The column serves to contain the packing material through filters usually provided at the inlet and the outlet of the column. The mobile phase enters the column through a small diameter opening at high velocity, passes through the comparatively large diameter column at a relatively low velocity, and then exits the column at a relatively high velocity through a small diameter opening. These changes in flow, cross-sectional area, and velocity make it difficult to avoid the problems presented by mixing or turbulence of the mobil phase and the presence of dead volume or stagnant areas.

Moreover, the presence of dead volume or stagnant areas within the column presents difficulties in maintaining sterile conditions within the column because microbes can become ensconced within these areas and the areas cannot be readily accessed in situ by washing of the column with a suitable sterilization solution.

The performance of chromatography separations in column configurations is dependent on the distribution (direction and velocities) of fluid into the column. The distribution of incoming fluid affects column capacity and efficiency which control the amount of materials that can be processed (throughput) and the ability to separate closely related substances (resolution).

The performance of conventional chromatography columns has proven less than optimal for an number of reasons. In particular, in columns employing a cylindrical glass enclosure, fluid leakage between fluid distributor and the glass enclosure can occur, adversely effecting the throughput and resolution of the column. Fluid leakage generally results from poor sealing between the fluid distributor and the glass enclosure due to difficulties associated with maintaining a fluid seal against a glass surface.

As the above described chromatography columns have proven less than optimal, it is an object of the present invention to provide improved chromatography columns for carrying out chromatography separation that provide ease of operation while concomitantly improving fluid distribution, throughput and, and resolution.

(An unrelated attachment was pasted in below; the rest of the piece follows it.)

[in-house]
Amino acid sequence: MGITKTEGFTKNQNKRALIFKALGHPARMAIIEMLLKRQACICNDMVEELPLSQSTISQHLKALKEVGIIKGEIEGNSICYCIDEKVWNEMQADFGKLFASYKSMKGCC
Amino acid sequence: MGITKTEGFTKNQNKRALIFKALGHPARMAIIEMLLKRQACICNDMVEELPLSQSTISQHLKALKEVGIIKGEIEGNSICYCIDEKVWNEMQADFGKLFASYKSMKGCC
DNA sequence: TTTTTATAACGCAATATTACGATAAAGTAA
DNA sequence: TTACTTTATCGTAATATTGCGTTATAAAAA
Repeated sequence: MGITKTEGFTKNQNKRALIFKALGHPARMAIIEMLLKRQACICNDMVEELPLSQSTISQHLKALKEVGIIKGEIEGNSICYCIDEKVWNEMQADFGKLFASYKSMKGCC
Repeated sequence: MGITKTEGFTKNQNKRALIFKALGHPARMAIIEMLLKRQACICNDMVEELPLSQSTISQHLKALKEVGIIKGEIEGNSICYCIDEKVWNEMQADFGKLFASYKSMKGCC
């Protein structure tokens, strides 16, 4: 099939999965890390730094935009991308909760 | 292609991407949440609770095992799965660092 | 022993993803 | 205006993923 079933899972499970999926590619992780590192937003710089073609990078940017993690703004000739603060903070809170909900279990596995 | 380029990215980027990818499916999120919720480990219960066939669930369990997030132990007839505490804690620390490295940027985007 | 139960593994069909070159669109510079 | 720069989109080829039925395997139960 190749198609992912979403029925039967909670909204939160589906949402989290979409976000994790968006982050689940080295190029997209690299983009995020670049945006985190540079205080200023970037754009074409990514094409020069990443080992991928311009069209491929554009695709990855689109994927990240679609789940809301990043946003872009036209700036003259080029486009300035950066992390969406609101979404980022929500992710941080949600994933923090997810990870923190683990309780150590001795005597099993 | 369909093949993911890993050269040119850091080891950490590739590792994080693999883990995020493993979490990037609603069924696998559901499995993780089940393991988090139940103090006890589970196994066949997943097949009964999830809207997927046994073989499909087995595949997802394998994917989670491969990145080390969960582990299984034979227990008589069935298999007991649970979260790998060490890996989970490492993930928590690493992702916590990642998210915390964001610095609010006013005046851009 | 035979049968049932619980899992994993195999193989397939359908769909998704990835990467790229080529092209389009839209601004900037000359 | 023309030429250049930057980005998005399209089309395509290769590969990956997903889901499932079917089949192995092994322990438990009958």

Another object of the present invention is to provide chromatography columns in which the amount of dead volume within the column is minimized.

A further object of the present invention is to provide chromatography columns having improved fluid sealing between the fluid distributor and the column tube.

Still another object of the present invention is to provide a chromatography column that facilitates removal and replacement of the component parts of the column.

Other general and more specific objects of this invention will in part be obvious and will in part be evident from the drawings and the description which follows.

SUMMARY OF THE INVENTION

These and other objects of the present invention are attained by the chromatography columns of the present invention which include a column tube, a fluid distributor positioned within the column tube, and an inflatable seal positioned about the periphery of the distributor. A significant advantage of the present invention over prior art chromatography columns is that the inflatable seal is structured to provide a fluid seal between the distributor and the column tube when inflated, without creating dead-volume within the column.